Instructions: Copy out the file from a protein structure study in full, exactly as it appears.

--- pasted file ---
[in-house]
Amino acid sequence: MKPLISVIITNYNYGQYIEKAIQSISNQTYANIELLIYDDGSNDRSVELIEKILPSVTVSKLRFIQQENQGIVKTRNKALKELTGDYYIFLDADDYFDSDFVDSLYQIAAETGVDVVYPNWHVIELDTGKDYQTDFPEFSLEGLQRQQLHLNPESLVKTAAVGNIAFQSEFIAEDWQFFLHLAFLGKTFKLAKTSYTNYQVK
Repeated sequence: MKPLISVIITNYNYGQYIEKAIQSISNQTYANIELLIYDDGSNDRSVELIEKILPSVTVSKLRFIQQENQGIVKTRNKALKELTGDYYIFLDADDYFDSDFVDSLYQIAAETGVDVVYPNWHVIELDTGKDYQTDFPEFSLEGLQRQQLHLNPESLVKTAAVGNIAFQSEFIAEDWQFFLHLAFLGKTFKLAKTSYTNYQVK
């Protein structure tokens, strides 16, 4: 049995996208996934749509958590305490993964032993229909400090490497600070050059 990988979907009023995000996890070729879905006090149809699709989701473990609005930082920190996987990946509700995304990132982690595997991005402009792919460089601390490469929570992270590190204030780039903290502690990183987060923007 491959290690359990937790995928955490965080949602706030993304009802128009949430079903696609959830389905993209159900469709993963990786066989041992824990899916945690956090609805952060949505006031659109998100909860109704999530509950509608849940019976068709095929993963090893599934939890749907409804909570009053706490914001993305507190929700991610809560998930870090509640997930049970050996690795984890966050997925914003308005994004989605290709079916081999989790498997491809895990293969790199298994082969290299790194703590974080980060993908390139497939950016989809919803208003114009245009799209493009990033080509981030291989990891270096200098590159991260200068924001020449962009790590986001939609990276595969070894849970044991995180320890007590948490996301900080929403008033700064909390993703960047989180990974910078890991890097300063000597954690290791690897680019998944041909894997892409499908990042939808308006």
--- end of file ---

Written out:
[in-house]
Amino acid sequence: MKPLISVIITNYNYGQYIEKAIQSISNQTYANIELLIYDDGSNDRSVELIEKILPSVTVSKLRFIQQENQGIVKTRNKALKELTGDYYIFLDADDYFDSDFVDSLYQIAAETGVDVVYPNWHVIELDTGKDYQTDFPEFSLEGLQRQQLHLNPESLVKTAAVGNIAFQSEFIAEDWQFFLHLAFLGKTFKLAKTSYTNYQVK
Repeated sequence: MKPLISVIITNYNYGQYIEKAIQSISNQTYANIELLIYDDGSNDRSVELIEKILPSVTVSKLRFIQQENQGIVKTRNKALKELTGDYYIFLDADDYFDSDFVDSLYQIAAETGVDVVYPNWHVIELDTGKDYQTDFPEFSLEGLQRQQLHLNPESLVKTAAVGNIAFQSEFIAEDWQFFLHLAFLGKTFKLAKTSYTNYQVK
């Protein structure tokens, strides 16, 4: 049995996208996934749509958590305490993964032993229909400090490497600070050059 990988979907009023995000996890070729879905006090149809699709989701473990609005930082920190996987990946509700995304990132982690595997991005402009792919460089601390490469929570992270590190204030780039903290502690990183987060923007 491959290690359990937790995928955490965080949602706030993304009802128009949430079903696609959830389905993209159900469709993963990786066989041992824990899916945690956090609805952060949505006031659109998100909860109704999530509950509608849940019976068709095929993963090893599934939890749907409804909570009053706490914001993305507190929700991610809560998930870090509640997930049970050996690795984890966050997925914003308005994004989605290709079916081999989790498997491809895990293969790199298994082969290299790194703590974080980060993908390139497939950016989809919803208003114009245009799209493009990033080509981030291989990891270096200098590159991260200068924001020449962009790590986001939609990276595969070894849970044991995180320890007590948490996301900080929403008033700064909390993703960047989180990974910078890991890097300063000597954690290791690897680019998944041909894997892409499908990042939808308006």